Taking place in three of YSP’s indoor galleries and the open air, FABRIC–ATION features over 30 vibrant works from the period 2002 – 2013 including sculpture, film, photography, painting and collage. The show traces Yinka Shonibare’s creative development over the past decade at a time when he is increasingly active in creating work for public space.
Two major commissions, the first works in a new series for the UK, premiere in the Park’s Arcadian landscape. Standing over six metres tall, Wind Sculptures (2013) are richly coloured, painted with Shonibare’s signature batik-inspired surface pattern. Although constructed in fibreglass, they appear fluid like fabric caught by the breeze. These follow the recent success of Shonibare’s commissions for the Royal Opera House, London (2012) and the Fourth Plinth in Trafalgar Square (2010).
Further new work on show in the galleries includes Revolution Kids (2012), half-human, half-animal embodiments of an insurrectionist spirit, waving replicas of Colonel Gaddafi’s golden gun and carrying an obligatory Blackberry. Marking the first time that Shonibare has used taxidermy in his practice, these hybrid figures embody the artist’s response to the London Riots when social media was used as a revolutionary tool, and the 2011 Arab Spring with its overriding sense of transformation through insurgence. These powerful works reflect the currency and topical fervency of Shonibare’s work in this timely exhibition.
Highlights also include two Flying Machine sculptures (2012) piloted by fabric-skinned aliens, one of which will be suspended from the ceiling as though coming in to land. Alien Man on Flying Machine (2011) and Alien Woman on Flying Machine (2012) reference the artist’s interest in early flight, space exploration and science fiction while connoting ideas of foreign citizenry and strangeness. Another thematic concern, which particularly resonates with YSP’s 18th century-designed landscape, is Shonibare’s ongoing preoccupation with the historic pursuits of the aristocracy.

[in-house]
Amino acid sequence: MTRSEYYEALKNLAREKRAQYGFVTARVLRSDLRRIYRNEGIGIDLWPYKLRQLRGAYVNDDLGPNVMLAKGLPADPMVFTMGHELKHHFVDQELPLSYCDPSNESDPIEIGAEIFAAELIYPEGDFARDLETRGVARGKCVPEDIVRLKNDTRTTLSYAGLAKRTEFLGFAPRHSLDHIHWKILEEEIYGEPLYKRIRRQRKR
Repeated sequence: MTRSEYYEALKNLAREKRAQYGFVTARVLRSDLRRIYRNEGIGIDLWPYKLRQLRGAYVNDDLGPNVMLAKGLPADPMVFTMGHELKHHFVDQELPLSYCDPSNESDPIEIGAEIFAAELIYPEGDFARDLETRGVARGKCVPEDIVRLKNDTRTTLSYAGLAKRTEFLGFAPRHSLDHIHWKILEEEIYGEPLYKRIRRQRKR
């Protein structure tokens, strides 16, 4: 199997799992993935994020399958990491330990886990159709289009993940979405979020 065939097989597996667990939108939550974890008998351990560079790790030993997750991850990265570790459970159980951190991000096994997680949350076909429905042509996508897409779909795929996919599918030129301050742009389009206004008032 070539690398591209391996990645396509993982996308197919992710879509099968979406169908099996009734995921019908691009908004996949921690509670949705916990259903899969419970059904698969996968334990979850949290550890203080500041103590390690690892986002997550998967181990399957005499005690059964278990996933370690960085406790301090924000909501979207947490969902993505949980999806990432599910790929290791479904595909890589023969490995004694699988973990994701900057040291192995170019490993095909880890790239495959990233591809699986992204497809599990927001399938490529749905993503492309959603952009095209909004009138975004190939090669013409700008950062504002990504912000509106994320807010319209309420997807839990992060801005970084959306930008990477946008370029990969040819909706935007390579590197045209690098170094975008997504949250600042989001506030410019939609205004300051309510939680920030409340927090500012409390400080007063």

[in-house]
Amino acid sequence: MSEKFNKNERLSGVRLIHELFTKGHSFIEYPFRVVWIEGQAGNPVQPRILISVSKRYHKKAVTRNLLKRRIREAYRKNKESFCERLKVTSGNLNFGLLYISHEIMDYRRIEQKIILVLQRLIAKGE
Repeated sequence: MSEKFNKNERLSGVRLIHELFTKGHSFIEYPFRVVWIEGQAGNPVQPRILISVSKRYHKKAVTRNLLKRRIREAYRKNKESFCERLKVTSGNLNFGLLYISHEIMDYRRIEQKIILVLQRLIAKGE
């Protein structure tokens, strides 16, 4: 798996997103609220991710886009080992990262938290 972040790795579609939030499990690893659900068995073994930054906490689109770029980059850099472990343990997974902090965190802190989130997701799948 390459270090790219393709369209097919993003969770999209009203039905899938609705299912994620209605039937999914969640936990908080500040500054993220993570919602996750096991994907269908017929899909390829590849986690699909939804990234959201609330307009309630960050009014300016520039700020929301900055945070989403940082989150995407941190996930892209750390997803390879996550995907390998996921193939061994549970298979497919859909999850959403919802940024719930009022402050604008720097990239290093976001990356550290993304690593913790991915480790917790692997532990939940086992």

Shonibare has described his use of bright batik fabrics as “signifiers of ‘African-ness’ insofar as when people first view the fabric they think of Africa”. Ironically this archetypal, ‘authentic’ African fabric was first massproduced in Holland, based on Indonesian batik, and sold into West Africa in the 19th century. Fabric –ation examines how Shonibare brings together two seemingly irreconcilable tropes in works such as Little Rich Girls (2010), where batik fabrics are fashioned into Victorian high-society costumes from the height of the British Empire. The clothed body is at the heart of Shonibare’s practice, also figuring in works such as Fire, Water, Earth, and Air (all 2010), and this exhibition explores how Shonibare subverts the ability of clothing to fix identity in place and time.
A new film, Addio del Passato (2012) plays in the sublime surroundings of YSP’s 18th century Chapel. This visually seductive and moving piece features a singer in the guise of Lord Nelson’s estranged wife Frances Nisbet, performing Violetta’s poignant death aria of the same name from Giuseppe Verdi’s 19th century opera La Traviata. Shonibare investigates both the possibilities presented by the fanciful re-enactment of historical events and the complex symbolism represented by Admiral Nelson in many of his works. Another example in this exhibition includes Fake Death (2011), a photographic series which re-imagines Nelson’s death in painting, including the pre-Raphaelite painter Henry Wallis’s The Death of Chatterton (1856); Cannonball Heaven (2011).